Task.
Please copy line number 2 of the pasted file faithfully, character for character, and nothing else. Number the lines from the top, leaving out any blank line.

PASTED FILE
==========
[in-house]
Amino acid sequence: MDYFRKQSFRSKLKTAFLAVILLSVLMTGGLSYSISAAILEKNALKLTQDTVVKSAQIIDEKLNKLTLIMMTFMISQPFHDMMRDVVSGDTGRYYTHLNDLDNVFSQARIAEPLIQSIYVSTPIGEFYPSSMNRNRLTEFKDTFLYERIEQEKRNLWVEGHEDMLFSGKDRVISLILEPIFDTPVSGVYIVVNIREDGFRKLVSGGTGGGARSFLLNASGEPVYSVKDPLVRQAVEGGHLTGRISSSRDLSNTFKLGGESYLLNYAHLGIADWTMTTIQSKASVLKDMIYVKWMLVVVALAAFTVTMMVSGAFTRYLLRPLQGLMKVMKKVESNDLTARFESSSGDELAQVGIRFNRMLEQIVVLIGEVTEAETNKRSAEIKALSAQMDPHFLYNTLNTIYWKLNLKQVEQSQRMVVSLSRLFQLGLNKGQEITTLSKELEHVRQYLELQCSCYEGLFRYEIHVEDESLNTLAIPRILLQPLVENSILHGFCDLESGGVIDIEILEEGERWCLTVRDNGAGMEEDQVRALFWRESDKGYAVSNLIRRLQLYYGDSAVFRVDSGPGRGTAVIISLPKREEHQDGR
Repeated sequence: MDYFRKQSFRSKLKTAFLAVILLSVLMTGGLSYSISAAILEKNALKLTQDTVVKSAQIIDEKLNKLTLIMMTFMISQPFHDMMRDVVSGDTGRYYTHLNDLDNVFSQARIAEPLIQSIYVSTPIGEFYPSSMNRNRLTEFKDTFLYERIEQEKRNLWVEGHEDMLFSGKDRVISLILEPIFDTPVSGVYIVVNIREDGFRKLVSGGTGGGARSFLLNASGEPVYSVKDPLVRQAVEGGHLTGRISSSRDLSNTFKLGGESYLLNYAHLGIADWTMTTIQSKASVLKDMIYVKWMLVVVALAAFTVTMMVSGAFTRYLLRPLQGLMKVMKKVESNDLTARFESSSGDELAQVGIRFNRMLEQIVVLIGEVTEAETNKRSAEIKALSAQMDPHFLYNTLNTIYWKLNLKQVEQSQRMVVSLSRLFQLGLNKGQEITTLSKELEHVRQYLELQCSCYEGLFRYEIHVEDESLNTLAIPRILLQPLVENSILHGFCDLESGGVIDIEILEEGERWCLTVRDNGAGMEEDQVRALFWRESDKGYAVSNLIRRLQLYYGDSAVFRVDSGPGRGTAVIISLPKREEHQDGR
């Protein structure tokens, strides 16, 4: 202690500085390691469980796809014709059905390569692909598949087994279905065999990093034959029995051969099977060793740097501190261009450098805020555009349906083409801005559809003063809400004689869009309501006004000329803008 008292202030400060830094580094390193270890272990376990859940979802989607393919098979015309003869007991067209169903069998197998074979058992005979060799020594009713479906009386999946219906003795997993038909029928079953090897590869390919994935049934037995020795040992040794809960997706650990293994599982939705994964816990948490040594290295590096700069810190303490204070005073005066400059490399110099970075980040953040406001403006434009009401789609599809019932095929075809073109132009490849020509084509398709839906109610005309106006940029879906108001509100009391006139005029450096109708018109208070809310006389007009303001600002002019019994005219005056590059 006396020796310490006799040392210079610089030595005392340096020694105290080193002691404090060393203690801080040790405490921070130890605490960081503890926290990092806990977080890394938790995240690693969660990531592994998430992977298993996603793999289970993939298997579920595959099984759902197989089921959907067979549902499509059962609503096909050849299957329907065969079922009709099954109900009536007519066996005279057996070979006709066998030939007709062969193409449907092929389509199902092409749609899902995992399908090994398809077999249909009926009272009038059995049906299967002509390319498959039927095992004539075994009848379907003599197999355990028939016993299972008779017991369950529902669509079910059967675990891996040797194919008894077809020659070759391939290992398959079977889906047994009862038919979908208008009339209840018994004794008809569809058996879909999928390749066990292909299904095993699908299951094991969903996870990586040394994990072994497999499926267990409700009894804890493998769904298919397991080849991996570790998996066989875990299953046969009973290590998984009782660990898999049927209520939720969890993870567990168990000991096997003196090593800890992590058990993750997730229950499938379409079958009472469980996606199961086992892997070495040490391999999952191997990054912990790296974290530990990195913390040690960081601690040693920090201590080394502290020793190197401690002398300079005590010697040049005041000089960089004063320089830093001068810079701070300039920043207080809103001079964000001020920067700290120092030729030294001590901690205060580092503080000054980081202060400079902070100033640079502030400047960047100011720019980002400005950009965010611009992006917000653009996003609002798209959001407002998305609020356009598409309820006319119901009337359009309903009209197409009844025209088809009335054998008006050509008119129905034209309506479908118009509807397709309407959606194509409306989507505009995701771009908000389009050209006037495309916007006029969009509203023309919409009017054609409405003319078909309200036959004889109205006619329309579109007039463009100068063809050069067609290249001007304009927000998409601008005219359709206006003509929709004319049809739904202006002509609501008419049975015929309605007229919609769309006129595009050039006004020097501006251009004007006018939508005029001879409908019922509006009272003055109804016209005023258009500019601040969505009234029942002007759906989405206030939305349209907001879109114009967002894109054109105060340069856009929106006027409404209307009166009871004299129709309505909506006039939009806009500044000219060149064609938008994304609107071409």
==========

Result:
Amino acid sequence: MDYFRKQSFRSKLKTAFLAVILLSVLMTGGLSYSISAAILEKNALKLTQDTVVKSAQIIDEKLNKLTLIMMTFMISQPFHDMMRDVVSGDTGRYYTHLNDLDNVFSQARIAEPLIQSIYVSTPIGEFYPSSMNRNRLTEFKDTFLYERIEQEKRNLWVEGHEDMLFSGKDRVISLILEPIFDTPVSGVYIVVNIREDGFRKLVSGGTGGGARSFLLNASGEPVYSVKDPLVRQAVEGGHLTGRISSSRDLSNTFKLGGESYLLNYAHLGIADWTMTTIQSKASVLKDMIYVKWMLVVVALAAFTVTMMVSGAFTRYLLRPLQGLMKVMKKVESNDLTARFESSSGDELAQVGIRFNRMLEQIVVLIGEVTEAETNKRSAEIKALSAQMDPHFLYNTLNTIYWKLNLKQVEQSQRMVVSLSRLFQLGLNKGQEITTLSKELEHVRQYLELQCSCYEGLFRYEIHVEDESLNTLAIPRILLQPLVENSILHGFCDLESGGVIDIEILEEGERWCLTVRDNGAGMEEDQVRALFWRESDKGYAVSNLIRRLQLYYGDSAVFRVDSGPGRGTAVIISLPKREEHQDGR